While the local reaction to the Times story was perhaps predictable, the intensity came as a surprise to reporter Forgrave, who said he would be disappointed if the story’s broader message was overshadowed by the sudden controversy over the comments by Carron and Rom. “I would hate to think that a story with a lot of complexity can be boiled down to one quote,” he said. “I don’t regret putting those quotes in there,” he said. “I think they reflect the views up there,” adding that the criticism of the opposition was sharp on both sides. “Not from everyone, but there was quite a bit of it,” he said. “What was most fascinating to me about the story, was the cultural divide, the strange bedfellows and the way that this town of 3,500 reflects the political moment we’re in right now.”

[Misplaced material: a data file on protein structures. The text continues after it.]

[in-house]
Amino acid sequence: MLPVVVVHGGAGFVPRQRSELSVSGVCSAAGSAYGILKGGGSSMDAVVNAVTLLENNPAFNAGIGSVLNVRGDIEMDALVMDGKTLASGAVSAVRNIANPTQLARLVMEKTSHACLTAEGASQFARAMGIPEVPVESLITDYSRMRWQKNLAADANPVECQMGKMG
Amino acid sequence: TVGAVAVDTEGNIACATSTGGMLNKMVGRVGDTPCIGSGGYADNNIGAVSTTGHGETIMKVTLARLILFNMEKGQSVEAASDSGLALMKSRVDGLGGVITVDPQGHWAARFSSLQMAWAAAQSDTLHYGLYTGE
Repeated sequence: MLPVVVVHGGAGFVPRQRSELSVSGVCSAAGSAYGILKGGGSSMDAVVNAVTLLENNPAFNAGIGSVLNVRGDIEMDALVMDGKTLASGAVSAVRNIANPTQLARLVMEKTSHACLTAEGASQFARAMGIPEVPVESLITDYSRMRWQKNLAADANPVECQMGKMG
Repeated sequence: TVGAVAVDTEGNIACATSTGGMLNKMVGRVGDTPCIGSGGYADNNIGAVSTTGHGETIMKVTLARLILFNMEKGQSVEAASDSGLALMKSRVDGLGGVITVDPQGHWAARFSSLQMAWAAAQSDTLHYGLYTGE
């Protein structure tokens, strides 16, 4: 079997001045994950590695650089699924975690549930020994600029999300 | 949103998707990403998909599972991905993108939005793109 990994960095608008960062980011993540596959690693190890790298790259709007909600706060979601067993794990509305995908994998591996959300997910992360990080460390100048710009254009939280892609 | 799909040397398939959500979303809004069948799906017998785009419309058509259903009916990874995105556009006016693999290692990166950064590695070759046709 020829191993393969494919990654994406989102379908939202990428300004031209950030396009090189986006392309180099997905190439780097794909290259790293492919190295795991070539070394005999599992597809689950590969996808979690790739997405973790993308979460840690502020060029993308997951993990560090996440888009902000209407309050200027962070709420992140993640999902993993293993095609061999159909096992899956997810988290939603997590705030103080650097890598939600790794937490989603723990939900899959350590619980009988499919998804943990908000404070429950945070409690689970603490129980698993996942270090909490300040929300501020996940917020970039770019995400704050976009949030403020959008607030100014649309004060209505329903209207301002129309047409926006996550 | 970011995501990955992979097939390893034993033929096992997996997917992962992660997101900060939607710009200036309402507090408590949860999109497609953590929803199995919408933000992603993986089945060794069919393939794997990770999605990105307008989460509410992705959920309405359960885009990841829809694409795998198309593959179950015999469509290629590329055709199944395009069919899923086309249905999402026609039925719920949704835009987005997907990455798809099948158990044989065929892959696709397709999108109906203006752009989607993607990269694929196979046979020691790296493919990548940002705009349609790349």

Hallberg, who said the report glossed over the risks associated with sulfide mining, sees it differently. “I thought it was unfortunate that the story didn’t delve into the more substantive issues, and opted to focus more on the personal side. It only served to inflame the situation.”
Sen. Franken said he hopes the experience may still prove useful. “I hope that we can learn from this moment. I hope it allows us all to take a deep breath and realize that despite the passions people feel about this—or any issue—we must respect the perspectives of others in our communities. We all want the same things. Good-paying jobs. A strong economy. Responsible stewardship of our environment. I hope we all remember that even as we confront our most challenging differences, these are still our neighbors.”